Com. on Romans, p. 234.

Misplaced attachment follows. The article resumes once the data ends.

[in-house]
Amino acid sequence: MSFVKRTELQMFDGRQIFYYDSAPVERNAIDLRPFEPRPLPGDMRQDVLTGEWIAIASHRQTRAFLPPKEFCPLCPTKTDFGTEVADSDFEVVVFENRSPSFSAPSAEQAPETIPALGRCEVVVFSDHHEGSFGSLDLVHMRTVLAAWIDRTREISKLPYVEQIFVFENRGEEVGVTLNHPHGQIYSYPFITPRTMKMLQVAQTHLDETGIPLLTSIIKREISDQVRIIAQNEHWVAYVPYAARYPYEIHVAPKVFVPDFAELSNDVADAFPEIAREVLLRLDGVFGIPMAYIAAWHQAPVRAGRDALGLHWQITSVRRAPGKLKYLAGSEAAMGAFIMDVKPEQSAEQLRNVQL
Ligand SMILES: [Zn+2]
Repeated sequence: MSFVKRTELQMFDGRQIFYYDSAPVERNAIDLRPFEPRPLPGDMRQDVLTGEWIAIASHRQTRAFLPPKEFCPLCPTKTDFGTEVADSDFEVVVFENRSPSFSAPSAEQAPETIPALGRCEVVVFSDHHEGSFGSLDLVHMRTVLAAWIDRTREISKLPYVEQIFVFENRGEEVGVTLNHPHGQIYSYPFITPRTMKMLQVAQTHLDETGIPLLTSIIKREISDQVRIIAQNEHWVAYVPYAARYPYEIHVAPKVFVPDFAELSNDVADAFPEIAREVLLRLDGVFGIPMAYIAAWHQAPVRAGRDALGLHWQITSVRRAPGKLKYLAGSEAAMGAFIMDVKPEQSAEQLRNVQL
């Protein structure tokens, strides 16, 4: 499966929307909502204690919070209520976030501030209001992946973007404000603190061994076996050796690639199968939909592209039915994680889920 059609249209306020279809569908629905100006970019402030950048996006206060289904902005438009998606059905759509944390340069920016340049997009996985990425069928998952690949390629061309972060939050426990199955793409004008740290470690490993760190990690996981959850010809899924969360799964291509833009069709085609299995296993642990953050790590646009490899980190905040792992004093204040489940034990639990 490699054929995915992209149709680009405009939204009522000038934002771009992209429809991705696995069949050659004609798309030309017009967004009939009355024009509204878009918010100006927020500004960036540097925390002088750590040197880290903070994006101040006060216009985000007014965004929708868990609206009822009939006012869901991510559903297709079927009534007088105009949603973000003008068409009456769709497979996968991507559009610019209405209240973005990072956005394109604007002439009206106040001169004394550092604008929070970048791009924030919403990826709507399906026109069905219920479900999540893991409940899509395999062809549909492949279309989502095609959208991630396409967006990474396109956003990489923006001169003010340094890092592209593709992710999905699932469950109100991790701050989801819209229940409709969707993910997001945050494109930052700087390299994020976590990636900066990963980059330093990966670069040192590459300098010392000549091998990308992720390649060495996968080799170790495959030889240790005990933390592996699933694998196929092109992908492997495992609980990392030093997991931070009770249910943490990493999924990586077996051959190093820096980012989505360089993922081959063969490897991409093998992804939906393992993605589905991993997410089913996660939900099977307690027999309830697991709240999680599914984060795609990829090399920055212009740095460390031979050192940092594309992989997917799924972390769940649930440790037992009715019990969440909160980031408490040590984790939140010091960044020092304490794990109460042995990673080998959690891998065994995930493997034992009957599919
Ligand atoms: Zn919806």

in this passage, seems not to be taken from the art of founding, as these critics suppose. The prevailing idea is the emancipation of slaves, or at least, an improvement in their condition,equivalent or rather superior to an emancipation,-by a change of masters. Rosenmueller and Bretschneider think it signifies a stamp or impression, alluding to the doctrine as being impressed on the mind (comp. James 1: 21), a sense, however, which is not in accordance with the usage of Paul, nor does it so well suit the passage in question, as the meaning given to it above.-3. Prototype, pattern, after which any thing is made applied to a building, Acts 7: 44, Heb. 8: 5. These passages refer to Ex. 25: 40, where the LXX has rúrov, answering to the Heb.on. Tropically, it signifies an example. Phil. 3: 17. 1 Thess. 1: 7. 2 Thess. 3: 9. 1 Tim. 4: 12. Tit. 2: 7. 1 Pet. 5: 7. 1 Cor. 10:6, 11.-4. It is applied to a person as bearing the form and figure of another person, i. e., as having a preordained resemblance and connection in certain relations and circumstances, Rom. 5: 14, where Adam is called a type of Christ. This signification belongs generically to the second meaning given above; but the specific idea attached to it in the passage here referred to, is peculiar and exclusively biblical. Here, then, the biblical and theological meaning coincide. The same idea is expressed by other terms in the New Testamentas oxid, Col. 2: 17, Heb. 8: 5, 10: 1, and ropoßolí, Heb. 9: 9, which is well explained by Chrysostom and Theophylact, tútos και σκιαγραφία, and by Hesychius, πραγμάτων ομοίωσις. The correlative term—that which corresponds to the type and is represented by it—is avtitúnos, antitype. See 1 Pet. 3: 21, where the water of baptism is represented as, in a certain sense, the antitype of the waters of the deluge, i. e., it is that which the waters of the deluge were designed to typify in the work of man's salvation. According to the definition we have given, one person is the historical and prophetical type of another, when some one or more of the actions of the former designedly prefigure or adumbrate the actions of the latter. An event or institution is typical of some future event or institution, when the first has the same designed connection with the second. Some writers employ language adapted to produce the impres